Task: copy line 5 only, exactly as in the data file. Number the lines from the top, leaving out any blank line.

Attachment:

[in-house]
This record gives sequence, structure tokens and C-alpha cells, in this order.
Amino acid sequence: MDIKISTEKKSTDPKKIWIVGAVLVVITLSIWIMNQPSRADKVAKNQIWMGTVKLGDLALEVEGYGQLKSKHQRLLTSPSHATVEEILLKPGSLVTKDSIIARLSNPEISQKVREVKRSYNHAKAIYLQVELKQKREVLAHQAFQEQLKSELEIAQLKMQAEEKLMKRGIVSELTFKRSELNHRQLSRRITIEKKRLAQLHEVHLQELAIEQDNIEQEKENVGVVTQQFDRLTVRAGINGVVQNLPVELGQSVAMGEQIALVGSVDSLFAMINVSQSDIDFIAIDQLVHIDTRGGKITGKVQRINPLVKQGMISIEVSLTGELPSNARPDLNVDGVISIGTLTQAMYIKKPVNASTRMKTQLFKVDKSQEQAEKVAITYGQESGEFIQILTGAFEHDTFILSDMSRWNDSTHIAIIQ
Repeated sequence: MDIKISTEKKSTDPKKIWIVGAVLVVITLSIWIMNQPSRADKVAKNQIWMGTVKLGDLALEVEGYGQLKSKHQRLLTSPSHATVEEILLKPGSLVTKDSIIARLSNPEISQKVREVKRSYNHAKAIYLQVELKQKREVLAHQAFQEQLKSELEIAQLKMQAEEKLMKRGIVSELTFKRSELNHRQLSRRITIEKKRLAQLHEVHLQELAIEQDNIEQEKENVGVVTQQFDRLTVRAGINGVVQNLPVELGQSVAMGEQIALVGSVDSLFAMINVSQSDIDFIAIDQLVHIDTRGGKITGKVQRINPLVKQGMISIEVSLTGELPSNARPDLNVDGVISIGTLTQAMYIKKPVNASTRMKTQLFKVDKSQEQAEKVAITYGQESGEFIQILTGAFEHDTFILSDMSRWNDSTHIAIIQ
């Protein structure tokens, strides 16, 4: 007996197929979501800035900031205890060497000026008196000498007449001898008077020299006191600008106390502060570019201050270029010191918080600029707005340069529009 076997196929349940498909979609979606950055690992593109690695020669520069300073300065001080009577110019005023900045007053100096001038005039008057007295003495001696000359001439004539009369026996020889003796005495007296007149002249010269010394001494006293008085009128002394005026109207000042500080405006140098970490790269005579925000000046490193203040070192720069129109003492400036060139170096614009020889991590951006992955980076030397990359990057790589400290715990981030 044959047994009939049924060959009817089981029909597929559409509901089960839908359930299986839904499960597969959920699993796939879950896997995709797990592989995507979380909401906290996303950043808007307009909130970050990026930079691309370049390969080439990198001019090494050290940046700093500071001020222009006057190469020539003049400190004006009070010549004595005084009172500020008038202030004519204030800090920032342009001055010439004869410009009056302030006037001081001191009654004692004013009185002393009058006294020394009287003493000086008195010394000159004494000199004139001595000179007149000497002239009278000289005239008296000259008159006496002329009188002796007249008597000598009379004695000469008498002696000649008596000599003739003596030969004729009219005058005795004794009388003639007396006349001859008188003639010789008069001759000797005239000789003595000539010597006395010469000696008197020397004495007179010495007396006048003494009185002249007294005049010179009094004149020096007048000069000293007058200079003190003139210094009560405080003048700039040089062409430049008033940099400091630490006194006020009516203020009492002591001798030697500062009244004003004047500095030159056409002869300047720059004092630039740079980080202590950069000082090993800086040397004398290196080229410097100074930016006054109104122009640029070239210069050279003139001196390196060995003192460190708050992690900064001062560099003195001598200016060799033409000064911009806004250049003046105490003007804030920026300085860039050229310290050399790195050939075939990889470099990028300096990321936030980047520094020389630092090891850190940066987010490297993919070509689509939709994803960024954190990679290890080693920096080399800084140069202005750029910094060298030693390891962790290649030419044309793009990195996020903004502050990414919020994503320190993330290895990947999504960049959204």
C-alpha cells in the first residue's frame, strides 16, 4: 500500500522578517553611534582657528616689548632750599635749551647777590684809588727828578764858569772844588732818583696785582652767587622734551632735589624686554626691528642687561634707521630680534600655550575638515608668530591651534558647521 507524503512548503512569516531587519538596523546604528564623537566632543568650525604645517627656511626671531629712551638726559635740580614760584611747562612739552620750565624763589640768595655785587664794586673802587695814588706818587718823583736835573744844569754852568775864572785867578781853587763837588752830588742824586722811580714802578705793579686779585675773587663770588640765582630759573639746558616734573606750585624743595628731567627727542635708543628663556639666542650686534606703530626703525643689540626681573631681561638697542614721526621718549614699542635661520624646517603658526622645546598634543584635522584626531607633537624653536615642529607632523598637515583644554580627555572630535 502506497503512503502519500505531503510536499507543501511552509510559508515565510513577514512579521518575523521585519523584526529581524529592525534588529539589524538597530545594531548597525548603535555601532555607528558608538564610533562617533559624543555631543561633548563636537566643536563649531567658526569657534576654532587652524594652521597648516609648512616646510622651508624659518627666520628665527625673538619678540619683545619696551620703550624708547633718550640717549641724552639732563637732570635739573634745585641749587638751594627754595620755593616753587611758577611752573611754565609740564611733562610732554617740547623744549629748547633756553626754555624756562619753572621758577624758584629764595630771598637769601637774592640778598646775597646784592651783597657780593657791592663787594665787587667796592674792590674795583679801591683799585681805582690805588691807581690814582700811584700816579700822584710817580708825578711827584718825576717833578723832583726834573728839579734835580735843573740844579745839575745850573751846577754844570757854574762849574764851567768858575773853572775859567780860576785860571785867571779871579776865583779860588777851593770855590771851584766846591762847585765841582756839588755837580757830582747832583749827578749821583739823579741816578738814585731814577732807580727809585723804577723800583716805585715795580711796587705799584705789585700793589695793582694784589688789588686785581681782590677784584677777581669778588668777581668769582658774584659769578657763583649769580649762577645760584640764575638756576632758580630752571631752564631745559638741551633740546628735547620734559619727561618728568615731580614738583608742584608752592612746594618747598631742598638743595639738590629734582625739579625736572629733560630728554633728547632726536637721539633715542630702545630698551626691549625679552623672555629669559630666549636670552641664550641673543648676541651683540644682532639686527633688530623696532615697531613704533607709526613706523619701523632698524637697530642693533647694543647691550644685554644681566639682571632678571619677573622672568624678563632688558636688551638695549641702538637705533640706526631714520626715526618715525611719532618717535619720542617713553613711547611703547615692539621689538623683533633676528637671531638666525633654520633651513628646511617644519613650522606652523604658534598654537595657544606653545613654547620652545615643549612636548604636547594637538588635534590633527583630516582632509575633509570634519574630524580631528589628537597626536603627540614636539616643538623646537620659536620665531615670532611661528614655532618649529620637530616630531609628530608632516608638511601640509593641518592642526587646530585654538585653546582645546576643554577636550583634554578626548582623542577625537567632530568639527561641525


């Protein structure tokens, strides 16, 4: 007996197929979501800035900031205890060497000026008196000498007449001898008077020299006191600008106390502060570019201050270029010191918080600029707005340069529009 076997196929349940498909979609979606950055690992593109690695020669520069300073300065001080009577110019005023900045007053100096001038005039008057007295003495001696000359001439004539009369026996020889003796005495007296007149002249010269010394001494006293008085009128002394005026109207000042500080405006140098970490790269005579925000000046490193203040070192720069129109003492400036060139170096614009020889991590951006992955980076030397990359990057790589400290715990981030 044959047994009939049924060959009817089981029909597929559409509901089960839908359930299986839904499960597969959920699993796939879950896997995709797990592989995507979380909401906290996303950043808007307009909130970050990026930079691309370049390969080439990198001019090494050290940046700093500071001020222009006057190469020539003049400190004006009070010549004595005084009172500020008038202030004519204030800090920032342009001055010439004869410009009056302030006037001081001191009654004692004013009185002393009058006294020394009287003493000086008195010394000159004494000199004139001595000179007149000497002239009278000289005239008296000259008159006496002329009188002796007249008597000598009379004695000469008498002696000649008596000599003739003596030969004729009219005058005795004794009388003639007396006349001859008188003639010789008069001759000797005239000789003595000539010597006395010469000696008197020397004495007179010495007396006048003494009185002249007294005049010179009094004149020096007048000069000293007058200079003190003139210094009560405080003048700039040089062409430049008033940099400091630490006194006020009516203020009492002591001798030697500062009244004003004047500095030159056409002869300047720059004092630039740079980080202590950069000082090993800086040397004398290196080229410097100074930016006054109104122009640029070239210069050279003139001196390196060995003192460190708050992690900064001062560099003195001598200016060799033409000064911009806004250049003046105490003007804030920026300085860039050229310290050399790195050939075939990889470099990028300096990321936030980047520094020389630092090891850190940066987010490297993919070509689509939709994803960024954190990679290890080693920096080399800084140069202005750029910094060298030693390891962790290649030419044309793009990195996020903004502050990414919020994503320190993330290895990947999504960049959204």